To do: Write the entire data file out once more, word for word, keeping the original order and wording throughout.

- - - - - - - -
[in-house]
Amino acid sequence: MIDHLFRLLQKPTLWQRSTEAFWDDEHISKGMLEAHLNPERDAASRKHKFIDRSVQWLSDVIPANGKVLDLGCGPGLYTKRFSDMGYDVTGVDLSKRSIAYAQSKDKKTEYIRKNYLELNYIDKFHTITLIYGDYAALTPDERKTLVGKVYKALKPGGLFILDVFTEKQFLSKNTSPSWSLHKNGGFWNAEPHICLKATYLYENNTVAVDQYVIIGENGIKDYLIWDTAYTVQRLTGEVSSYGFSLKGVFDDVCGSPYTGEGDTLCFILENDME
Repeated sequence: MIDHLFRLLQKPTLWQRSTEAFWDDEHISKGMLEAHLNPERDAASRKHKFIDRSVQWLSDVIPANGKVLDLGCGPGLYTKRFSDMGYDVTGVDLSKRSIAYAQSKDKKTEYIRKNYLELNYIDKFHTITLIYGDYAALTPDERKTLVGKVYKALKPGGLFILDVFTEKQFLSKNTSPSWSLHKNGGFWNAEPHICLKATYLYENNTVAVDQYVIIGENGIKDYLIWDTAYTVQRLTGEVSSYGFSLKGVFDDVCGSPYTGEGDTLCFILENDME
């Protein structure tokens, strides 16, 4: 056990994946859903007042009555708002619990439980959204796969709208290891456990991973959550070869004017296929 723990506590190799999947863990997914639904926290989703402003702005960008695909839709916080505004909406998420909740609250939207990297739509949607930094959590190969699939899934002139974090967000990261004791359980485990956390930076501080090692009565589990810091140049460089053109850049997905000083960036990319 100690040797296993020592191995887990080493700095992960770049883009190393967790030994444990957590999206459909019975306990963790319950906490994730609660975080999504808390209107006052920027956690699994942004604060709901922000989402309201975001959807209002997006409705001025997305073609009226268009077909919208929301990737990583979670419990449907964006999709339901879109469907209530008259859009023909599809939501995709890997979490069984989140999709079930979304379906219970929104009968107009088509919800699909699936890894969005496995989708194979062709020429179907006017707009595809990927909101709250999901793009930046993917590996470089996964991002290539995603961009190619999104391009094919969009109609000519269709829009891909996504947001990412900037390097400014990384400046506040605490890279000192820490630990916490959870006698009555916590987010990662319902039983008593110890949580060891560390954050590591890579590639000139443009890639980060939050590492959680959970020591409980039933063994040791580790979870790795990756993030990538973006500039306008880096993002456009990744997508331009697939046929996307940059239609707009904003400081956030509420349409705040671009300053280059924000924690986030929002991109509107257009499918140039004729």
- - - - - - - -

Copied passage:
[in-house]
Amino acid sequence: MIDHLFRLLQKPTLWQRSTEAFWDDEHISKGMLEAHLNPERDAASRKHKFIDRSVQWLSDVIPANGKVLDLGCGPGLYTKRFSDMGYDVTGVDLSKRSIAYAQSKDKKTEYIRKNYLELNYIDKFHTITLIYGDYAALTPDERKTLVGKVYKALKPGGLFILDVFTEKQFLSKNTSPSWSLHKNGGFWNAEPHICLKATYLYENNTVAVDQYVIIGENGIKDYLIWDTAYTVQRLTGEVSSYGFSLKGVFDDVCGSPYTGEGDTLCFILENDME
Repeated sequence: MIDHLFRLLQKPTLWQRSTEAFWDDEHISKGMLEAHLNPERDAASRKHKFIDRSVQWLSDVIPANGKVLDLGCGPGLYTKRFSDMGYDVTGVDLSKRSIAYAQSKDKKTEYIRKNYLELNYIDKFHTITLIYGDYAALTPDERKTLVGKVYKALKPGGLFILDVFTEKQFLSKNTSPSWSLHKNGGFWNAEPHICLKATYLYENNTVAVDQYVIIGENGIKDYLIWDTAYTVQRLTGEVSSYGFSLKGVFDDVCGSPYTGEGDTLCFILENDME
């Protein structure tokens, strides 16, 4: 056990994946859903007042009555708002619990439980959204796969709208290891456990991973959550070869004017296929 723990506590190799999947863990997914639904926290989703402003702005960008695909839709916080505004909406998420909740609250939207990297739509949607930094959590190969699939899934002139974090967000990261004791359980485990956390930076501080090692009565589990810091140049460089053109850049997905000083960036990319 100690040797296993020592191995887990080493700095992960770049883009190393967790030994444990957590999206459909019975306990963790319950906490994730609660975080999504808390209107006052920027956690699994942004604060709901922000989402309201975001959807209002997006409705001025997305073609009226268009077909919208929301990737990583979670419990449907964006999709339901879109469907209530008259859009023909599809939501995709890997979490069984989140999709079930979304379906219970929104009968107009088509919800699909699936890894969005496995989708194979062709020429179907006017707009595809990927909101709250999901793009930046993917590996470089996964991002290539995603961009190619999104391009094919969009109609000519269709829009891909996504947001990412900037390097400014990384400046506040605490890279000192820490630990916490959870006698009555916590987010990662319902039983008593110890949580060891560390954050590591890579590639000139443009890639980060939050590492959680959970020591409980039933063994040791580790979870790795990756993030990538973006500039306008880096993002456009990744997508331009697939046929996307940059239609707009904003400081956030509420349409705040671009300053280059924000924690986030929002991109509107257009499918140039004729």